Politics Summary: Tuesday, May 18th

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Jon Cruddas has ruled himself out of the running for the Labour leadership. Writing in today’s Guardian, he says: “Hand on heart, I do not want to be leader of the Labour party or subsequently prime minister. These require certain qualities I do not possess. The role of leader is one of the greatest honours imaginable – but it is not a bauble to aspire for. It is a duty to fulfil. I do not feel that I am in a position to deliver on the hopes and expectations that will be placed in the next leader.” On the role he played in crushing the BNP, he adds: “Standing at the count for my seat in Dagenham almost two weeks ago, I watched as Labour won both parliamentary seats in a borough targeted by the BNP. The council elections saw the BNP wiped out in a borough where they had high hopes. I also saw results come in from Oxford East, Blackburn, seats in Birmingham, and stunning local election results in places like Camden and Islington on the Friday.”

Echoing Gordon Brown in his conference speech of 2003, Mr Cruddas concludes by saying: “Labour has a chance to be bold. And at our boldest, we are Britain’s best hope for a freer more just country. The next few months will decide whether the party is ready to grasp that chance.” On the process for electing Mr Brown’s successor, The Guardian reports that “The Labour national executive committee will meet tomorrow to decide whether to extend the contest to the party’s annual conference in September, or hold an expensive special leadership conference in the summer. Unions are pressing for the longer timetable, doubting that the Liberal-Conservative coalition will fall apart quickly.”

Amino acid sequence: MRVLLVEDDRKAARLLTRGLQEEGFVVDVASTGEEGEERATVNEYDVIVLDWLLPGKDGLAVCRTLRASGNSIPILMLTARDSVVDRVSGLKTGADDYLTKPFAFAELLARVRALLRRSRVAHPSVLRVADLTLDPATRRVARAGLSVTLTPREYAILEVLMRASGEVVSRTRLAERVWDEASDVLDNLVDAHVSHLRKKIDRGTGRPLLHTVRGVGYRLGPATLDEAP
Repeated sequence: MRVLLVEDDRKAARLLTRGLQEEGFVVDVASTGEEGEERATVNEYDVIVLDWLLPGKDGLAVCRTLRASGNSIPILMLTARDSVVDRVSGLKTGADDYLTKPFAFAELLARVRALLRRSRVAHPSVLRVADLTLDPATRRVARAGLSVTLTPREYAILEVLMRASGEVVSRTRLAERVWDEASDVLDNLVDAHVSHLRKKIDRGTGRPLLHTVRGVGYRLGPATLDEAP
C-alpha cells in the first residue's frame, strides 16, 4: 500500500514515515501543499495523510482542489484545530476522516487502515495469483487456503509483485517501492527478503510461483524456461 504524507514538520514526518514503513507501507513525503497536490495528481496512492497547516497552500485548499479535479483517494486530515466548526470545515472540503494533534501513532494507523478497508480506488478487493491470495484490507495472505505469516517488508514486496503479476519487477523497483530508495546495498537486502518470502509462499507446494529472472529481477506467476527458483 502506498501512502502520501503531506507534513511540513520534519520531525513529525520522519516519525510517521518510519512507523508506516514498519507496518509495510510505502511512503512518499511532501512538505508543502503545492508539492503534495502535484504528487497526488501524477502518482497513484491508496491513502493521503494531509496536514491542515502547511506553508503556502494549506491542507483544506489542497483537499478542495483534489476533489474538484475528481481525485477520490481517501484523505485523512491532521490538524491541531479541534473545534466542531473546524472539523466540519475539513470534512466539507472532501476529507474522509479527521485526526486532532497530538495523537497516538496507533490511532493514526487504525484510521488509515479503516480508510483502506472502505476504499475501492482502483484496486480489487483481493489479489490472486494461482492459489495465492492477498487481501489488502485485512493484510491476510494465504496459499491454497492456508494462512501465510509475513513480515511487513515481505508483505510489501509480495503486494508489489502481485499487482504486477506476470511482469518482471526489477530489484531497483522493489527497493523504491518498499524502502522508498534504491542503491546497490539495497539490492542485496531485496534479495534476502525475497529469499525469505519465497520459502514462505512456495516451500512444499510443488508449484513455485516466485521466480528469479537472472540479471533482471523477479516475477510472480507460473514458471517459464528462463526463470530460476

The new Lib Dem/Tory government is to “rush through” £6 billion of cuts on Monday as it starts to hack away at Britain’s record £163bn deficit. The Independent reports that David Laws, new chief secretary to the Treasury, has compiled a “hit list” which includes: curbs on recruitment – a freeze on filling some vacant posts and cutting cost of agency and contract staff could save £1bn-£2bn; the use of consultants; scaling back quangos; doubling the expected savings on IT projects; scrapping ‘wasteful projects’ like identity cards; cutting the bills from 70 major suppliers – renegotiating contracts of 70 goods and services suppliers could save up to £3bn, according to the Tories; lower property costs and squeezing advertising budgets – £50m public-health campaigns may be squeezed. The Guardian quotes a Treasury source as saying: “If you are going to look at waste, you are, by definition, going to look at similar areas around waste, around procurement and around IT. One of the central things this government is saying: let’s get cracking quicker. The previous government identified a whole bunch of waste. It just wasn’t doing anything about it. We want to get on doing it quickly.” However, the government was warned by the Institute for Fiscal Studies that it should “take time in making the cuts”, and consider a five-year spending review instead of the more usual three-year schedule.